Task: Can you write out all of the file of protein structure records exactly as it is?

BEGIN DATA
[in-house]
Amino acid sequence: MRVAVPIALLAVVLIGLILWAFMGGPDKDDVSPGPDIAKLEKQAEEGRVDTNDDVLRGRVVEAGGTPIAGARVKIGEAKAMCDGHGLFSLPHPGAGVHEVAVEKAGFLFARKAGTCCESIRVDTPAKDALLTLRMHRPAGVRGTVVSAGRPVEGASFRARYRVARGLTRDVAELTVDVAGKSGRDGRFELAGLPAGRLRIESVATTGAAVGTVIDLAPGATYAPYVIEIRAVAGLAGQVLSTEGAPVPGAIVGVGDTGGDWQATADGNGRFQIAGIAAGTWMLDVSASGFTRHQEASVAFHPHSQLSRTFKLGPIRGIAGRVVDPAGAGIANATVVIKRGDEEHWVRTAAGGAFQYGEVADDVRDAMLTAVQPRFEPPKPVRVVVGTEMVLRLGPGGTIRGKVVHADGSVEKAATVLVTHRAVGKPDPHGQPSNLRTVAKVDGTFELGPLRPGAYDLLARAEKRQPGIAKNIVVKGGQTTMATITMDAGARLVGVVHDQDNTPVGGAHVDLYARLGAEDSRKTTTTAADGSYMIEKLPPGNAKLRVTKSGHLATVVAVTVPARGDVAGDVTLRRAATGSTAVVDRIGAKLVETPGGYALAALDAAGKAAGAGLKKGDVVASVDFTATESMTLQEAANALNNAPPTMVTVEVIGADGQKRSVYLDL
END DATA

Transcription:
[in-house]
Amino acid sequence: MRVAVPIALLAVVLIGLILWAFMGGPDKDDVSPGPDIAKLEKQAEEGRVDTNDDVLRGRVVEAGGTPIAGARVKIGEAKAMCDGHGLFSLPHPGAGVHEVAVEKAGFLFARKAGTCCESIRVDTPAKDALLTLRMHRPAGVRGTVVSAGRPVEGASFRARYRVARGLTRDVAELTVDVAGKSGRDGRFELAGLPAGRLRIESVATTGAAVGTVIDLAPGATYAPYVIEIRAVAGLAGQVLSTEGAPVPGAIVGVGDTGGDWQATADGNGRFQIAGIAAGTWMLDVSASGFTRHQEASVAFHPHSQLSRTFKLGPIRGIAGRVVDPAGAGIANATVVIKRGDEEHWVRTAAGGAFQYGEVADDVRDAMLTAVQPRFEPPKPVRVVVGTEMVLRLGPGGTIRGKVVHADGSVEKAATVLVTHRAVGKPDPHGQPSNLRTVAKVDGTFELGPLRPGAYDLLARAEKRQPGIAKNIVVKGGQTTMATITMDAGARLVGVVHDQDNTPVGGAHVDLYARLGAEDSRKTTTTAADGSYMIEKLPPGNAKLRVTKSGHLATVVAVTVPARGDVAGDVTLRRAATGSTAVVDRIGAKLVETPGGYALAALDAAGKAAGAGLKKGDVVASVDFTATESMTLQEAANALNNAPPTMVTVEVIGADGQKRSVYLDL